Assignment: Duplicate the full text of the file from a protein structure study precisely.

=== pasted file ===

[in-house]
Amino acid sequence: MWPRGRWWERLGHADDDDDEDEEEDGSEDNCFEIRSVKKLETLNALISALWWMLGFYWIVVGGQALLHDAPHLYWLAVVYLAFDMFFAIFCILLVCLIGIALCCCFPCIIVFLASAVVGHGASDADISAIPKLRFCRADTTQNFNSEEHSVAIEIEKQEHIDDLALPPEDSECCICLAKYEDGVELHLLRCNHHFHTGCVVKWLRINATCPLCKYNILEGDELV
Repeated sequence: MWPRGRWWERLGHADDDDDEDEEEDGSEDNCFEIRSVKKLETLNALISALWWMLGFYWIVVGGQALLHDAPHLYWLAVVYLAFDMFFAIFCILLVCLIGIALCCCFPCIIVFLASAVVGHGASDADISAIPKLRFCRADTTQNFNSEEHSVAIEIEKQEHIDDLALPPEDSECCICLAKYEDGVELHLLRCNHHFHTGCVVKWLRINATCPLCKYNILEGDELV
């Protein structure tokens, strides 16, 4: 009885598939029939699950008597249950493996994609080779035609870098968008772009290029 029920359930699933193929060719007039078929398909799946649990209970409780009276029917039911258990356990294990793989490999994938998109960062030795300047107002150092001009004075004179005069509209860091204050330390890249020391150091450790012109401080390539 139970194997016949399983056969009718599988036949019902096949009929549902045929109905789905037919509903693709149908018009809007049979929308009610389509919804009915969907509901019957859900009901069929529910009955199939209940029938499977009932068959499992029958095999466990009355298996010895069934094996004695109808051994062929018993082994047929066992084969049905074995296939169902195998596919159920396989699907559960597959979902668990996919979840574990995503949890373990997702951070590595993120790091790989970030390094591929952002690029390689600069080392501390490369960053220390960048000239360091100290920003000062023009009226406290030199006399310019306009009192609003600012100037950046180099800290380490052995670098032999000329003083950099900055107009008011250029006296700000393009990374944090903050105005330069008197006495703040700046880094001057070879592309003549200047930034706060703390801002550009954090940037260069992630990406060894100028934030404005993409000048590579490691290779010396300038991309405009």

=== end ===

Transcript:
[in-house]
Amino acid sequence: MWPRGRWWERLGHADDDDDEDEEEDGSEDNCFEIRSVKKLETLNALISALWWMLGFYWIVVGGQALLHDAPHLYWLAVVYLAFDMFFAIFCILLVCLIGIALCCCFPCIIVFLASAVVGHGASDADISAIPKLRFCRADTTQNFNSEEHSVAIEIEKQEHIDDLALPPEDSECCICLAKYEDGVELHLLRCNHHFHTGCVVKWLRINATCPLCKYNILEGDELV
Repeated sequence: MWPRGRWWERLGHADDDDDEDEEEDGSEDNCFEIRSVKKLETLNALISALWWMLGFYWIVVGGQALLHDAPHLYWLAVVYLAFDMFFAIFCILLVCLIGIALCCCFPCIIVFLASAVVGHGASDADISAIPKLRFCRADTTQNFNSEEHSVAIEIEKQEHIDDLALPPEDSECCICLAKYEDGVELHLLRCNHHFHTGCVVKWLRINATCPLCKYNILEGDELV
């Protein structure tokens, strides 16, 4: 009885598939029939699950008597249950493996994609080779035609870098968008772009290029 029920359930699933193929060719007039078929398909799946649990209970409780009276029917039911258990356990294990793989490999994938998109960062030795300047107002150092001009004075004179005069509209860091204050330390890249020391150091450790012109401080390539 139970194997016949399983056969009718599988036949019902096949009929549902045929109905789905037919509903693709149908018009809007049979929308009610389509919804009915969907509901019957859900009901069929529910009955199939209940029938499977009932068959499992029958095999466990009355298996010895069934094996004695109808051994062929018993082994047929066992084969049905074995296939169902195998596919159920396989699907559960597959979902668990996919979840574990995503949890373990997702951070590595993120790091790989970030390094591929952002690029390689600069080392501390490369960053220390960048000239360091100290920003000062023009009226406290030199006399310019306009009192609003600012100037950046180099800290380490052995670098032999000329003083950099900055107009008011250029006296700000393009990374944090903050105005330069008197006495703040700046880094001057070879592309003549200047930034706060703390801002550009954090940037260069992630990406060894100028934030404005993409000048590579490691290779010396300038991309405009």